Debbie Flintoff-King

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Debbie Flintoff-King
Personal information
Full nameDebra Lee Flintoff-King
Born (1960-04-20) 20 April 1960 (age 64)
Melbourne, Australia
Medal record
Women's athletics
Representing  Australia
Olympic Games
Gold medal – first place 1988 Seoul 400 m hurdles
World Championships
Silver medal – second place 1987 Rome 400 m hurdles
Commonwealth Games
Gold medal – first place 1982 Brisbane 400 m hurdles
Silver medal – second place 1982 Brisbane 4x400m relay
Gold medal – first place 1986 Edinburgh 400 m
Gold medal – first place 1986 Edinburgh 400 m hurdles
Silver medal – second place 1986 Edinburgh 4x400m relay
Silver medal – second place 1990 Auckland 400 m hurdles
Silver medal – second place 1990 Auckland 4x400m relay

Debra ("Debbie") Lee Flintoff-King, (OAM)[1] (born 20 April 1960) is a retired Australian athlete, and winner of the women's 400 m hurdles event at the 1988 Seoul Olympics.

Athletics career[edit]

Flintoff-King was born in Melbourne, the daughter of Richmond footballer Les Flintoff,[2] and made her international debut at the 1982 Brisbane Commonwealth Games, winning the 400m hurdles in a Commonwealth record time of 55.89.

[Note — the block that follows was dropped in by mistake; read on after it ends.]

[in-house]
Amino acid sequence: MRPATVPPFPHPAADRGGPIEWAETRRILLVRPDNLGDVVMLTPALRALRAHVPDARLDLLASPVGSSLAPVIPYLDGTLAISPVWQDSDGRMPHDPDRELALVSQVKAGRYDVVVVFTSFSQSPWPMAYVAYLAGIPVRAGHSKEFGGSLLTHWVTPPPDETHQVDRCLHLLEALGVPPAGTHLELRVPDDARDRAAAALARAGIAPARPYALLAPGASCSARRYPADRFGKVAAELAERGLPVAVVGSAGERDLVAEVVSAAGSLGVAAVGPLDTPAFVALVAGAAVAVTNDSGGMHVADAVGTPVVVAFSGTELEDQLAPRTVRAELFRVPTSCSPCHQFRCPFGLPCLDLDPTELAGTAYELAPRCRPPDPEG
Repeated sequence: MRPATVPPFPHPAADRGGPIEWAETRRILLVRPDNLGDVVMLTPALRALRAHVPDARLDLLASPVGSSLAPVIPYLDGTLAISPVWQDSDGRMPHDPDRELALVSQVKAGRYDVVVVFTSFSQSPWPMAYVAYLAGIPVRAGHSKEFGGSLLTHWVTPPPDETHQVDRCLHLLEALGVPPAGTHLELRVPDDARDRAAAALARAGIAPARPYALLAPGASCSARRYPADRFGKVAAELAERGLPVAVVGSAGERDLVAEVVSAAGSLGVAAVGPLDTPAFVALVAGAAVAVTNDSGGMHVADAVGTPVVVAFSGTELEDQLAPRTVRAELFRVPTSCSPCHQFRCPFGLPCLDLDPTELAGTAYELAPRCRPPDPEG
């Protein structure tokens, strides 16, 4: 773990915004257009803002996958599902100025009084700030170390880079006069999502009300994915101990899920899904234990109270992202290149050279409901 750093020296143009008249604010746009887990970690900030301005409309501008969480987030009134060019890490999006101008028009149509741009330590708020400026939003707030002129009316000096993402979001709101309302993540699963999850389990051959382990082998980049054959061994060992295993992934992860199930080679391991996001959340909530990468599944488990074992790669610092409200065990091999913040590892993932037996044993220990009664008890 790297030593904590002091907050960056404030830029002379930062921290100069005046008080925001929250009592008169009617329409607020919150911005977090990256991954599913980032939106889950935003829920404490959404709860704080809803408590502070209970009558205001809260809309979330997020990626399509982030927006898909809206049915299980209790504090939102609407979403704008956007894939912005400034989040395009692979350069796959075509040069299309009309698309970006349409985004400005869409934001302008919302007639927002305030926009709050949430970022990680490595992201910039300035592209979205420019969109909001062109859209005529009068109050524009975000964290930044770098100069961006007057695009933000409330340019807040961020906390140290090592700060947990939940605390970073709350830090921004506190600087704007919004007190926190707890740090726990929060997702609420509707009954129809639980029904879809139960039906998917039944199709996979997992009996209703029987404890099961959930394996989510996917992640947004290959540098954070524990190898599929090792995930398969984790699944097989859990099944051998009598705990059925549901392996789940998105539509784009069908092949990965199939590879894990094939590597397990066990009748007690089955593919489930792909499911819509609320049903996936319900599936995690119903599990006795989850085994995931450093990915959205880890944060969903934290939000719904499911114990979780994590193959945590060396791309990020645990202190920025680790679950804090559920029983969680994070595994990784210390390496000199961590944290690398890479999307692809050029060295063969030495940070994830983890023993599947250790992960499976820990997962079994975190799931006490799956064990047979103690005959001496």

Flintoff finished sixth in the inaugural event at the 1984 Los Angeles Olympics. In 1986, after setting Australian records at both the 400m flat and 400m hurdles during the year, she won both events at the 1986 Edinburgh Commonwealth Games. Flintoff participated in Prince Edward's charity television special The Grand Knockout Tournament in 1987.

She then won a silver medal at the 1987 World Championships and became the first Australian athlete to win an IAAF Grand Prix Final in that year, taking out her specialty 400m Hurdles event.

She won a gold medal at the 1988 Seoul Olympics despite having just received news of her sister, Noeline's death. Her Olympic record time of 53.17 seconds is the current Australian record.

Flintoff-King was one of the bearers of the Olympic Torch at the opening ceremony of the 2000 Sydney Olympics. She carried the Olympic Torch at the stadium, as one of the runners for the final segment, before the lighting of the Olympic Flame.

Married to her coach Phil King with three children (Amber King, Teisha King and Frazer King) Flintoff-King coached Australian sprinter Lauren Hewitt in the early 1990s and has mentored World Champion Jana Pittman.


In 1987, Flintoff-King received a Medal of the Order of Australia and was inducted into the Sport Australia Hall of Fame.[1][3] She received an Australian Sports Medal in 2000.[4]


  1. ^ a b "Flintoff-King, Debra Lee, OAM". It's an Honour. Archived from the original on 21 September 2013. Retrieved 20 September 2013.
  2. ^ Bartlett, Rhett (11 February 2019). "Flintoff's top Tiger legacy". Richmond Football Club.
  3. ^ "Debbie Flintoff-King". Sport Australia Hall of Fame. Retrieved 25 September 2020.
  4. ^ "Flintoff-King, Debbra: Australian Sports Medal". It's an Honour. Archived from the original on 1 January 2020. Retrieved 20 September 2013.

External links[edit]

Sporting positions
Preceded by Women's 400m Hurdles Best Year Performance
Succeeded by